Known just as much for his political satire as for his surreal disaster scenes, burlesque rabbits, and unicycling monkeys, local artist Mark Bryan would have no trouble passing a citizenship test. When a New Times reporter phoned him unawares in his studio, Bryan correctly answered nine out of 10 questions pulled straight from the test.

Off the top of his head, Bryan could tell you the purpose of our Constitution (to set up government), its first three words (“We the People”), how many amendments it has (27), and the name given to its first 10 amendments (The Bill of Rights). But question No. 1, “What is the supreme law of the land?” tripped him up. Answer: The Constitution.

Bryan pointed out that the question’s wording gave the indication that its answer would be one specific law—not an entire document of them—and it’s difficult not to agree with him there. But as any would-be citizen need correctly answer just six out of a possible 10 questions, he would have passed either way.

It figures that any political artist worth his or her salt would know most of these answers. But Bryan, perhaps most infamous for his searing piece Mad Tea Party (followed by Mad Tea Party, Part D’uh after an American populist movement appropriated the term in 2009) estimates only about a fourth of his art is political. His scathing, surrealist satire, Bryan told New Times back in April, typically only emerges “when something pisses me off, or I get a particular idea.”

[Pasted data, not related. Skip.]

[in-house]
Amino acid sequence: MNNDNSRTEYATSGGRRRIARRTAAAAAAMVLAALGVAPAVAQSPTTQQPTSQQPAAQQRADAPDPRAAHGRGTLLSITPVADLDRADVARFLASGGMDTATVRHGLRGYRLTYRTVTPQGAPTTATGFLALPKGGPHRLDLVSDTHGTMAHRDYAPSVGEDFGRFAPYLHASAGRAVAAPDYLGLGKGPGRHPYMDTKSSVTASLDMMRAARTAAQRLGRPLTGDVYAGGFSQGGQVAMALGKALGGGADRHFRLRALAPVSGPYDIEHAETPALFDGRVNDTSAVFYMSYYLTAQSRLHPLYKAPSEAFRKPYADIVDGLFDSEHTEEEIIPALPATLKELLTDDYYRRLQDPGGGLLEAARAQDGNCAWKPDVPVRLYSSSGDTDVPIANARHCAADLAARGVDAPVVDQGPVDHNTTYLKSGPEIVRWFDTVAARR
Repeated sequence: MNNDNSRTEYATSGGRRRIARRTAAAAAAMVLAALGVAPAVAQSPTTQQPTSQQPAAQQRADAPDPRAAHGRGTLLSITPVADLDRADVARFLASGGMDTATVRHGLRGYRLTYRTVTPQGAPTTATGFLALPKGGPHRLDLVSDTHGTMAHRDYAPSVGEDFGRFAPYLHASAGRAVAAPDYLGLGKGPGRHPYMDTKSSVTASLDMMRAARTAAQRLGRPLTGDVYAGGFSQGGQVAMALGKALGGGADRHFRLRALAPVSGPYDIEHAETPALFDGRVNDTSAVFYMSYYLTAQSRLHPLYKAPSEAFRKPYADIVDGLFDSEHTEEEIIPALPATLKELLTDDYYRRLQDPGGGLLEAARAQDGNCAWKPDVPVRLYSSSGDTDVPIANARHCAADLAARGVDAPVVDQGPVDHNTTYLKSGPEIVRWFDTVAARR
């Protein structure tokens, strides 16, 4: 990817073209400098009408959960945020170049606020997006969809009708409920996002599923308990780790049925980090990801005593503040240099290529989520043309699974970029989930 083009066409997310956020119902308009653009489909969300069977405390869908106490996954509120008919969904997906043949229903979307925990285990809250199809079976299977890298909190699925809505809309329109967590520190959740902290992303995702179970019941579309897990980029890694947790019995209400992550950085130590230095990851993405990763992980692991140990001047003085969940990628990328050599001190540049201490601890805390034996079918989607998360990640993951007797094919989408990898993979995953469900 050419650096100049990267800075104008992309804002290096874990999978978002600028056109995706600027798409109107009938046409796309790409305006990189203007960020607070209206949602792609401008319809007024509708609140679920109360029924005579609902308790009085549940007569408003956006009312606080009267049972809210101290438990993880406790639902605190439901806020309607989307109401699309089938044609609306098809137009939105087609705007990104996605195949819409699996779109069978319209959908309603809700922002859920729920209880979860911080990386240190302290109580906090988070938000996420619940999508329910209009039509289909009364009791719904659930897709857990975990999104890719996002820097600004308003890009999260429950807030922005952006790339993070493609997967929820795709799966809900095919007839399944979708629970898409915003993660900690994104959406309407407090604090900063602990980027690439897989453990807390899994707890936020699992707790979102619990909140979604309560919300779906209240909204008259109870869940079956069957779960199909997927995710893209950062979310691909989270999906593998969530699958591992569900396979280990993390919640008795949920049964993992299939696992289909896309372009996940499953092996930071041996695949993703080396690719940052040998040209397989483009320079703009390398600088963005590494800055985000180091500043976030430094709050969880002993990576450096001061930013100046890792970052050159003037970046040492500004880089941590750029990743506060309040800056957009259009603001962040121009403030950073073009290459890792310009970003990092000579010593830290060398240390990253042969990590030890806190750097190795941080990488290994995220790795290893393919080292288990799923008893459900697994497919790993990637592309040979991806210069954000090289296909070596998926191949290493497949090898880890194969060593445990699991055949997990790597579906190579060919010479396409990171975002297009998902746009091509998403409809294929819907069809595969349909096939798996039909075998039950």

And while the artist may ruffle conservative feathers here and there, his freedom do so is fully protected under the First Amendment—to the utter delight of the art world.

Matt Kokkonen

click to enlarge MATT KOKKONEN :  This Republican activist and past political candidate took the test before—and obviously passed—after his immigration from Finland. He did great this time, too. - PHOTO BY STEVE E. MILLER
  • PHOTO BY STEVE E. MILLER
  • MATT KOKKONEN : This Republican activist and past political candidate took the test before—and obviously passed—after his immigration from Finland. He did great this time, too.

San Luis Obispo-based financial planner and Republican activist Matt Kokkonen has a lot to say about the citizenship exam. In fact, he’s taken it before.

Born in Helsinki, Finland, Kokkonen immigrated to the United States when he was 16 years old. Before he became a U.S. citizen, Kokkonen took—and of course, passed—the U.S. Citizenship exam, though he claims to remember very little about it.